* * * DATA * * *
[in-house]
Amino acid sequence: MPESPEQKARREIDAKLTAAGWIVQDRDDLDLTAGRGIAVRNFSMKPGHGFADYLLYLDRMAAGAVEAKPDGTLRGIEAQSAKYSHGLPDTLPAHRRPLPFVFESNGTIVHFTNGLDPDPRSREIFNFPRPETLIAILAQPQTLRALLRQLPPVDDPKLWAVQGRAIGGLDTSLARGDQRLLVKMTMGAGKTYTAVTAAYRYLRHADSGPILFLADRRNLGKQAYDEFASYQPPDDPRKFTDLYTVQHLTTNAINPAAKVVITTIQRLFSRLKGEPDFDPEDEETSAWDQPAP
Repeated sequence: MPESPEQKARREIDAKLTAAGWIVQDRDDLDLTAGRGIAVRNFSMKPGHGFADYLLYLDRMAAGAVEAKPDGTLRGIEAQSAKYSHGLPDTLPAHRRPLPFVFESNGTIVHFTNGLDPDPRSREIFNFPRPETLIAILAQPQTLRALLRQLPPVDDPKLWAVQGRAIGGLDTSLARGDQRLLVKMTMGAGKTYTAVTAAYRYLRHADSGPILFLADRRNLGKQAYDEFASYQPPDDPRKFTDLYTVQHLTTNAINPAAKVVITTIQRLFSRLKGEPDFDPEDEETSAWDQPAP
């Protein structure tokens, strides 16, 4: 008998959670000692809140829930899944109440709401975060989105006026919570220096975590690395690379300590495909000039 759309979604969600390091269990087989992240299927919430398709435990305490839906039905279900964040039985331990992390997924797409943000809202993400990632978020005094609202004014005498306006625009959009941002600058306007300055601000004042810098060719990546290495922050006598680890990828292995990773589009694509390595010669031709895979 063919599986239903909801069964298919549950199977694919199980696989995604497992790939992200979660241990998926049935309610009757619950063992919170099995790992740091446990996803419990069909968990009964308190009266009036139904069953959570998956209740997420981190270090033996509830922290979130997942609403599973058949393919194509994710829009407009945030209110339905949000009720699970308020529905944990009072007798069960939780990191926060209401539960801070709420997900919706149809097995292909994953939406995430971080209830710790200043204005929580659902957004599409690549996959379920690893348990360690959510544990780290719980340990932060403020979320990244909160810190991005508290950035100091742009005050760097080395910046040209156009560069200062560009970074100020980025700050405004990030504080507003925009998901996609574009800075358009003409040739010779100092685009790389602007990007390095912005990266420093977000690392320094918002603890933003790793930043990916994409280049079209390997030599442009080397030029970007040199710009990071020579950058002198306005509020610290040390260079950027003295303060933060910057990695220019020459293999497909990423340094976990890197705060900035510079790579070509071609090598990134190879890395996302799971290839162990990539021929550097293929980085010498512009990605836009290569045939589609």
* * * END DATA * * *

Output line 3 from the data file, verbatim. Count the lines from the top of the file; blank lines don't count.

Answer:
Repeated sequence: MPESPEQKARREIDAKLTAAGWIVQDRDDLDLTAGRGIAVRNFSMKPGHGFADYLLYLDRMAAGAVEAKPDGTLRGIEAQSAKYSHGLPDTLPAHRRPLPFVFESNGTIVHFTNGLDPDPRSREIFNFPRPETLIAILAQPQTLRALLRQLPPVDDPKLWAVQGRAIGGLDTSLARGDQRLLVKMTMGAGKTYTAVTAAYRYLRHADSGPILFLADRRNLGKQAYDEFASYQPPDDPRKFTDLYTVQHLTTNAINPAAKVVITTIQRLFSRLKGEPDFDPEDEETSAWDQPAP